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Selling a business isn’t always 100% about the price. It is not like selling a house where typically the most important factor is who places the highest offer. In the end, if the seller is to achieve the most optimal results, there are other variables that should be considered.
The idea of selling to a competitor is one that seems attractive to many business owners. After all, a competitor has the built-in advantage of understanding the business and thus can theoretically understand the value of the business better than an outsider. But while this point is quite valid, selling to a competitor comes with its own problems. Selling means disclosing a great deal of confidential information, and that could prove to be very risky if the deal were to fall apart.
A second avenue that sellers will often explore is selling to a financial buyer. A financial buyer is likely not to be a competitor. But on the downside, a financial buyer may be unwilling to pay the seller’s price. It is important to remember that a financial buyer is considering buying the business with the intention of selling it for a profit within a few years.
The highest selling price may come from a strategic acquirer. But this doesn’t necessarily mean selling to a strategic acquirer is the most prudent course of action for a seller. A strategic acquirer may not have the best interests of the company at heart. When a strategic acquirer takes ownership, key employees and management may be replaced. The company may even be moved. Many owners are unprepared for the shock that may come along with a strategic acquisition.
There are other potential buyers, many of whom are frequently overlooked, who may be the optimal fit for a given business. It is possible that the best buyer for a company could be one of its employees. However, this option comes with risks as well. Key employees and management may leave if the deal falls through, as they now know that the company is for sale.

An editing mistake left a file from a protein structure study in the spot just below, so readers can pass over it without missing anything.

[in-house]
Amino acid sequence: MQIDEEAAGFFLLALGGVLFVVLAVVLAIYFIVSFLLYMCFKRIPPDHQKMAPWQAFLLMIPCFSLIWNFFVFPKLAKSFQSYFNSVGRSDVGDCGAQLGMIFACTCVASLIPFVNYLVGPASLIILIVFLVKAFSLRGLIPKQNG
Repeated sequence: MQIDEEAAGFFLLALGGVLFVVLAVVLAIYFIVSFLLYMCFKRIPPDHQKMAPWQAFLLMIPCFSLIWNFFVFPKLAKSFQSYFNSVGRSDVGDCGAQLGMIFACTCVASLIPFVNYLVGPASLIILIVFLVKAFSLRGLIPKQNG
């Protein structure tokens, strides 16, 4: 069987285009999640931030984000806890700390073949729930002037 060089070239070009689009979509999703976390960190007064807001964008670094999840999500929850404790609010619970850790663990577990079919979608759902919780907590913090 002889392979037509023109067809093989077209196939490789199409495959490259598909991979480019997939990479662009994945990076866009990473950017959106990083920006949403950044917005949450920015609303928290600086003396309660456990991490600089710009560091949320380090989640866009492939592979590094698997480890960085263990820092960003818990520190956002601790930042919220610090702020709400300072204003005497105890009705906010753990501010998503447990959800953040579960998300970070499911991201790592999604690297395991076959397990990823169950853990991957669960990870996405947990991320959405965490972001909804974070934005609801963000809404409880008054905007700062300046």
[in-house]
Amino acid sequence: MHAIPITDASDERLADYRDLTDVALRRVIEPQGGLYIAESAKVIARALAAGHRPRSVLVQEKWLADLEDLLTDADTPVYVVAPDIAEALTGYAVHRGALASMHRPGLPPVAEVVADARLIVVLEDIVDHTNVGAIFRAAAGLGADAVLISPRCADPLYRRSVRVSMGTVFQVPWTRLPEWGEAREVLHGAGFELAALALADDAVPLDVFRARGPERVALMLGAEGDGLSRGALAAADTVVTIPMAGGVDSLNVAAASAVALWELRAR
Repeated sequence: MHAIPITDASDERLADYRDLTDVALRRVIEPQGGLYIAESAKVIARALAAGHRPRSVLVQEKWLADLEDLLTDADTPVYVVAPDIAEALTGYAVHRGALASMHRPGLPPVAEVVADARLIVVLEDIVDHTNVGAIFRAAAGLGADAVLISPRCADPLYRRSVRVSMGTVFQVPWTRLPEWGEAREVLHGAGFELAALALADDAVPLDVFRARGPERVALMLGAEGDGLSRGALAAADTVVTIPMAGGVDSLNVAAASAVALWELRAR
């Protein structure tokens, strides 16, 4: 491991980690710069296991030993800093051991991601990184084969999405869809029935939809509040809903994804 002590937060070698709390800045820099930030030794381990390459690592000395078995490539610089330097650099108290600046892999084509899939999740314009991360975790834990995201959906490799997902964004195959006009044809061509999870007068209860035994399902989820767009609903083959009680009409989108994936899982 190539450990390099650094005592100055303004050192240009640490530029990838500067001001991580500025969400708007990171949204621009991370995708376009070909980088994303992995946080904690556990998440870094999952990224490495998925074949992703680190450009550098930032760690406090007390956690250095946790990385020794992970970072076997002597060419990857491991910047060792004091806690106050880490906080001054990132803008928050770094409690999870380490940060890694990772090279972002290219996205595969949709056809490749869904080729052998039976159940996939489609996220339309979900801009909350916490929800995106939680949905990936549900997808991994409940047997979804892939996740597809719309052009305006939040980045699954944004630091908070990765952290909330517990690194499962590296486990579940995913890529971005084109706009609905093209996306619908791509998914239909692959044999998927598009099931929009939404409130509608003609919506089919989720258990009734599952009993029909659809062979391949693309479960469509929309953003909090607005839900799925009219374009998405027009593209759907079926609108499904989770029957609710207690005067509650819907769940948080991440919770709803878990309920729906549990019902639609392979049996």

Finding overlooked buyers is what business brokers do best. Matching the right buyer with the right business is both a science and an art. Teaming with the right business broker or M&A advisor can open up a range of new avenues and help a seller reach the kind of buyer that is as close as possible to the perfect fit.
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Keeping a product or service around that isn’t pulling its weight might prove to not be a very good idea. You may have invested a good deal of time and resources into its development, but if that product or service is no longer contributing to your bottom line, it might be time to cut it loose. Even if your product is pulling its weight, but doesn’t fit into your overall core business, then you should still consider getting rid of this “orphaned product.” Let’s take a look at some of the reasons you might want to keep or remove, an orphan product from your company.
There are four main reasons why a company might want to divest itself of a product line or service completely:
- An orphaned product line can be a distraction that takes away from core business operations.
- Funds allocated to an orphaned product could be used instead to build the core business or make improvements that are not in the current budget.
- Another good reason to remove an orphaned product from your lineup is that while it could ultimately be profitable with increased resources, the funds would be better allocated elsewhere.
- Your orphaned product could be profitable. Some buyers, companies and private equity groups are looking for product lines they can use to augment their existing ones. In fact, some buyers may even want to build a new business around a given product line.
Of course, it isn’t always as simple as “pulling the plug” and moving on. It is important to step back and consider the negative impacts of jettisoning an orphaned product, such as the fact that the product line could have key employees attached to it. Or there could be company culture issues related to removing the product, such as causing disruption within your company. You must also consider if the orphaned product could ultimately play a role in the sale of your company.
At the end of the day, an acquiring company may feel that the orphaned product line is a great fit for their existing distribution chain. Additionally, your offering might fit into a new product line that the acquiring company has launched. It is important that you evaluate every aspect of an orphaned product before making the decision to remove it from your company.
Understanding the needs and goals of your most likely buyers should play a role in your decision making. Working with an experienced business broker is an easy way to increase your chances of making the right decision.